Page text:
However accidents do happen. The derailment at Cruachan in Scotland, covered by the rail engineer last year in issue 69 (July 2010), took place close to an SSSI.
In such cases the enforcement authority is notified, a plan of action agreed, and any necessary work carried out by cleanup specialists.
At Cruachan, this was the possibility of diesel and other fluids leaking into the loch and contaminating the water. A series of protective booms were employed to mitigate this danger.
In addition to this day-to-day supervision of Network Rail’s portfolio of SSSIs, a major part of Katy’s work is in improving the Declining sites to meet government targets.
Natural England, responding to a European Directive, announced a Public Service Agreement target to bring 95% of SSSI land in England into at least “Recovering” status by the end of 2010 and 100% by 2012. SNH and CCW have broadly similar targets.
In all, 21 Network Rail sites were identified as needing work and a budget of £6.1 million allocated to the work.
When assessing sites, Natural England works on a system of “units” of area. Some small sites are a single unit while larger ones can be many units in size. Each unit is assessed separately.
For example, at Great Stukeley near Peterborough there is an 8-unit site. Six of these were classified as Recovering while only two were Declining, meaning that Network Rail only had to improve those two units, not the whole site.
Work was done to improve those units, and the whole site is now managed by the simple process of grazing sheep on it.
They are all safely fenced in, so no PTS cards are needed! Today, the site has a third party agreement with Huntingdon district council. The land is partly managed by the council and part of the management is to allow sheep to graze on most of the land.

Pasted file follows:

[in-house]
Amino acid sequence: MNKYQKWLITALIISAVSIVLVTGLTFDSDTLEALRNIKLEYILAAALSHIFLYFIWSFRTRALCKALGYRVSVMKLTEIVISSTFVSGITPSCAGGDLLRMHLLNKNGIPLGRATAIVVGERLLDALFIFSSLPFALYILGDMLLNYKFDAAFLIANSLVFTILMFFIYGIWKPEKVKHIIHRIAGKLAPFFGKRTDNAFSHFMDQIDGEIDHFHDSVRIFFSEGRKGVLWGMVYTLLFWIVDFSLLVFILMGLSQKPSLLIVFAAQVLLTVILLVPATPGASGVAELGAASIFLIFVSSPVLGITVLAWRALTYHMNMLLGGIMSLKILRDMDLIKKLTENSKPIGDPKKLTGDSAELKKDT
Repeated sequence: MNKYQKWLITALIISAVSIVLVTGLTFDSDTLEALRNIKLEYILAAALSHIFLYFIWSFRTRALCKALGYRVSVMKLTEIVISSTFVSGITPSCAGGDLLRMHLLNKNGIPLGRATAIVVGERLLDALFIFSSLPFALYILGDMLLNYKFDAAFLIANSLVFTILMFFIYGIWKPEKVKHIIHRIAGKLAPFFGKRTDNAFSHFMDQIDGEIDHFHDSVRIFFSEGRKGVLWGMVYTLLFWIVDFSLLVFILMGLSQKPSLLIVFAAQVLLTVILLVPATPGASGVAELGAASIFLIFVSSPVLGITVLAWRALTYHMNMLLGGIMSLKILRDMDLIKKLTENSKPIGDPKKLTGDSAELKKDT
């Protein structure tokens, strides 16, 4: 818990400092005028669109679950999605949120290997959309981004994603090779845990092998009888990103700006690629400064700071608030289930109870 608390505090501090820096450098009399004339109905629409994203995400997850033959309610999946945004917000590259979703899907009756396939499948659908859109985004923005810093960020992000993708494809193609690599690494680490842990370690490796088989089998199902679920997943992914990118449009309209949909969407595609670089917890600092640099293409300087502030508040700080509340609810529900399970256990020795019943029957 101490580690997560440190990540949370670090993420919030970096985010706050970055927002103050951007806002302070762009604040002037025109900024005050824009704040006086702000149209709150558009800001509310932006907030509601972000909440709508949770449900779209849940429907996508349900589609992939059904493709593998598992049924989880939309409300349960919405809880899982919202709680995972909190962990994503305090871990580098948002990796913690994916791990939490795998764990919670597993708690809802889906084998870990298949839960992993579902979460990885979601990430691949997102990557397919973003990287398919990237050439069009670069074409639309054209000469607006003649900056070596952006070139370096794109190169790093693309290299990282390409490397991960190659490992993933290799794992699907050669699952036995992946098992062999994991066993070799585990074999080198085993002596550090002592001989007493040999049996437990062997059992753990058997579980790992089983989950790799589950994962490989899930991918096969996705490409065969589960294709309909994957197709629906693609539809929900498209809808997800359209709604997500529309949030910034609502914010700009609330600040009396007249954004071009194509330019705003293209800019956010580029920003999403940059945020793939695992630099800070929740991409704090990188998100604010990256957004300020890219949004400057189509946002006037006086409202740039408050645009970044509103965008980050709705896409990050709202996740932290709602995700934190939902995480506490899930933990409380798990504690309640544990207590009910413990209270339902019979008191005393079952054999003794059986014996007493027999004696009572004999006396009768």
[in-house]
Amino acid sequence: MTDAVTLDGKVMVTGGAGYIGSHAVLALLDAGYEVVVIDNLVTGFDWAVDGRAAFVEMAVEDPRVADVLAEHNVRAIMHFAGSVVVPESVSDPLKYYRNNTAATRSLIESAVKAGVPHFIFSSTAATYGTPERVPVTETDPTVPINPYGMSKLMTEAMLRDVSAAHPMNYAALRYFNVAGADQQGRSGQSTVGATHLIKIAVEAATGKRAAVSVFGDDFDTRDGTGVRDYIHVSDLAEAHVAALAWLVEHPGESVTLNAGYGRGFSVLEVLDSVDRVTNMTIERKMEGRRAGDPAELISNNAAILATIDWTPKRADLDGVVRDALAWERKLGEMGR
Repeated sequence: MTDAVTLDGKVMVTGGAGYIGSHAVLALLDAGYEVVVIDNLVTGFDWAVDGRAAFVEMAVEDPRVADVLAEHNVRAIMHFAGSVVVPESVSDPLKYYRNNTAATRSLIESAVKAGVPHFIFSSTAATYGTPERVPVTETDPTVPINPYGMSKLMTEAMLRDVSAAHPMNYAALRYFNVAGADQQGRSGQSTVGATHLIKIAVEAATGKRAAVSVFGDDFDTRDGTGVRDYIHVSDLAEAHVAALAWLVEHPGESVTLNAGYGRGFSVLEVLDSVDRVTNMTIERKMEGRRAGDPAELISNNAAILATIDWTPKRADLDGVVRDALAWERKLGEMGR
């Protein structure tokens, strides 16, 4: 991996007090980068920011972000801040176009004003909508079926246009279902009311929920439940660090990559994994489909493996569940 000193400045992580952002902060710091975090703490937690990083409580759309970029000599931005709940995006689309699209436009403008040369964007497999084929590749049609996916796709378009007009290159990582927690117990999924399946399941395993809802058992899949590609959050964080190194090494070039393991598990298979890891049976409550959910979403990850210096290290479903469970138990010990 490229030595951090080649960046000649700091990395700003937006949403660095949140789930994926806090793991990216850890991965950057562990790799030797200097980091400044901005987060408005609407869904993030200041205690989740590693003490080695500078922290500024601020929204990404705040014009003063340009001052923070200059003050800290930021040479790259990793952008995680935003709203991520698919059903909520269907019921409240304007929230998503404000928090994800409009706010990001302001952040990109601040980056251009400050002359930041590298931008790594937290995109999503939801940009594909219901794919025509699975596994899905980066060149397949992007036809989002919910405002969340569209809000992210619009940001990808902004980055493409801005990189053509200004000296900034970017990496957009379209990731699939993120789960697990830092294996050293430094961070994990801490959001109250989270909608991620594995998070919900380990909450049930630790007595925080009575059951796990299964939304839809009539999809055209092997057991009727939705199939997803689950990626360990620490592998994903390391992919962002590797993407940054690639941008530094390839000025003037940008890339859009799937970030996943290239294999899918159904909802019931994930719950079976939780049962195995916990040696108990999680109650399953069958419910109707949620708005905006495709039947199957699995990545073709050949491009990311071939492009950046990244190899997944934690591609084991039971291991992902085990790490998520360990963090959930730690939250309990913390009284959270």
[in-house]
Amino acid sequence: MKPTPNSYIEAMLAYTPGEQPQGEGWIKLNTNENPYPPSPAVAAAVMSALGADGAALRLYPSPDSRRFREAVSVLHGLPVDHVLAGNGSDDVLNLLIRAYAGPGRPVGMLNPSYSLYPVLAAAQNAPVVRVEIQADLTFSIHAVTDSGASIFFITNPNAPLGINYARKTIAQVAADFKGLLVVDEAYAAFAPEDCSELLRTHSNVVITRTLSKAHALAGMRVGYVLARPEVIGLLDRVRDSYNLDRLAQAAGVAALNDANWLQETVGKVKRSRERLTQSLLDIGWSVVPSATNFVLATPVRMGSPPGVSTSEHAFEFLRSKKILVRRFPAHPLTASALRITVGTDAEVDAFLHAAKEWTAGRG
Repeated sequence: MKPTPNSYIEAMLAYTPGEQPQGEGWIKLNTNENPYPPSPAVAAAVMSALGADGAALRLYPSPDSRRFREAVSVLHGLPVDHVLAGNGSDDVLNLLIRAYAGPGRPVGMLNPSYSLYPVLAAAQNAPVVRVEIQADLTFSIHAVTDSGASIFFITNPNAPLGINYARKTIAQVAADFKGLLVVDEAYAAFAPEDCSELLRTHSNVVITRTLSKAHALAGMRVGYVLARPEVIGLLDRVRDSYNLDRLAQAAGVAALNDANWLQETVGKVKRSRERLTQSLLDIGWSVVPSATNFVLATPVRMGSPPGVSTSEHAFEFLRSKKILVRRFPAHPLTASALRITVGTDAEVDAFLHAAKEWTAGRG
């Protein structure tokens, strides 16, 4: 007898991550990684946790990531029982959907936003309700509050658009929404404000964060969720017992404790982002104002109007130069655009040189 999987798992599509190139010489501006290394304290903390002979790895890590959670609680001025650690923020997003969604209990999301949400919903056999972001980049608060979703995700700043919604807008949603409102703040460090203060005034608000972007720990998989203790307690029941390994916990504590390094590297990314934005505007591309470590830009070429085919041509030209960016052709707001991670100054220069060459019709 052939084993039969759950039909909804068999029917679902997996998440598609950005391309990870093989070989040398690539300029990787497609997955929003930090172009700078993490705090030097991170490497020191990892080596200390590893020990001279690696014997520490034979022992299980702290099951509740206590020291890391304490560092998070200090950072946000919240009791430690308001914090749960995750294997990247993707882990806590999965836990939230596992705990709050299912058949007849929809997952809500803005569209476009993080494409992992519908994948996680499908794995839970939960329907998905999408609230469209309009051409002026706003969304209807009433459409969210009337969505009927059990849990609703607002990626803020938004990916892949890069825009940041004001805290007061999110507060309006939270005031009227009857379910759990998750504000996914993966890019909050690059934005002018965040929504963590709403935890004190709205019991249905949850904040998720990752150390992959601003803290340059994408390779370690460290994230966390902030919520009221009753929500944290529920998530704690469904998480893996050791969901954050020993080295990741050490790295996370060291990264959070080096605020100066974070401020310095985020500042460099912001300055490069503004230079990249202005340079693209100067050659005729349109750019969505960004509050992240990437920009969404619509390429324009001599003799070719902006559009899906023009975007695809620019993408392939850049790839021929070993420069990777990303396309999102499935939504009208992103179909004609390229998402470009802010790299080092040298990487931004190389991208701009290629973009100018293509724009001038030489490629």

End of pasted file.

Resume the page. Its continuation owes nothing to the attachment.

Other work involves volunteers doing light maintenance including scrub clearance and fencing work.
The actual approach needed varies from site to site. Folkestone Warren is a massive site, 200 units in all, partly on Network Rail land and partly not.
A third party agreement was negotiated with the White Cliffs Countryside Partnership (WCCP) which allows its two patrons to manage the land on Network Rail’s behalf.
Management and funding is managed externally and, while Network Rail’s local teams are still involved, this ten year funded management plan (with a break clause after 3 years) passes their legal obligations over to the WCCP.
Improving the environment
The type of damage which can cause a site to be classified as Declining is not necessarily down to railway activities. At Honley Station Cutting near Leeds, tree roots were threatening to destabilise the side banks affecting important geological features, so the trees had to be removed.